Everyone wants a rescue dog. Not everyone can have one.

Relocating rescue dogs “can be a lifesaving thing,” said Sandra Newbury, a veterinarian and director of the shelter medicine program at the University of Wisconsin, Madison. After all, overcrowding at shelters puts more animals at risk for euthanasia.

But she worries that things have gotten out of hand. Overzealous rescue organizations and shelters, under pressure to increase their live-release rates, might be harming animals as well as creating barriers to adoption. “Why would you ever put a dog through transport if you could place it in the local community?” Dr. Newbury asked.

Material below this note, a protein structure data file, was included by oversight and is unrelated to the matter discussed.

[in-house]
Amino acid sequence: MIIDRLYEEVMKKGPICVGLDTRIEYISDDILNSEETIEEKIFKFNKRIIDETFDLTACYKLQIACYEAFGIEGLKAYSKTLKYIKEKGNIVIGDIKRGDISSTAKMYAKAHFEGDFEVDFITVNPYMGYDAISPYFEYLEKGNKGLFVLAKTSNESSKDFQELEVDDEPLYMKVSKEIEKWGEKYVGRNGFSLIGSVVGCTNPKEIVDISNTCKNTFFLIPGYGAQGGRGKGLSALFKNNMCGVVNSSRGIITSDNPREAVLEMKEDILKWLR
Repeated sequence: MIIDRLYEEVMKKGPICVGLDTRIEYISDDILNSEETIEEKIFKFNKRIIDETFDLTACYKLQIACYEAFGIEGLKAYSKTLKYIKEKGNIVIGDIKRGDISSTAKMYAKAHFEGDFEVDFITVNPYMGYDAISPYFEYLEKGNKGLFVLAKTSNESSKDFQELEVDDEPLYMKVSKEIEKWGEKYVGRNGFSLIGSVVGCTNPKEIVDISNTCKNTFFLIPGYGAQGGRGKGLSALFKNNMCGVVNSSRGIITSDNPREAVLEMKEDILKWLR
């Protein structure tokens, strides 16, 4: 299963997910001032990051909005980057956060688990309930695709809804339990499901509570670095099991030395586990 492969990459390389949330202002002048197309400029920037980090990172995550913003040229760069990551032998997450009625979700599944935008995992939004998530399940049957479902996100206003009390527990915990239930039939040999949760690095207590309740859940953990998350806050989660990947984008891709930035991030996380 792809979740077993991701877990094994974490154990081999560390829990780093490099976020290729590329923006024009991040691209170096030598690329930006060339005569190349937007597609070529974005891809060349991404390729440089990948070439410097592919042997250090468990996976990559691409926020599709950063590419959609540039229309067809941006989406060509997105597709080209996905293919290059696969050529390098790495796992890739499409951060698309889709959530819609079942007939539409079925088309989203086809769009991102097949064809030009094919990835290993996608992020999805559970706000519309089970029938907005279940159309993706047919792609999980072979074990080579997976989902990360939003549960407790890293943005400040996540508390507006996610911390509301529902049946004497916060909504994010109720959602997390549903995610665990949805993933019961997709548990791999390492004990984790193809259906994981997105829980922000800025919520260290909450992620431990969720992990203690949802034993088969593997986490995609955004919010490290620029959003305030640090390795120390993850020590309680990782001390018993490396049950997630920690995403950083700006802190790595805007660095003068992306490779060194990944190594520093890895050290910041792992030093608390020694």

The journey can be perilous, especially for puppies and kittens, which are more vulnerable to stress. Some animals have escaped from the vans transporting them and been hit by passing cars. Others have overheated. In May, 26 dogs died from excessive heat in a vehicle owned by the American Society for the Prevention of Cruelty to Animals while being shipped from Mississippi to Wisconsin.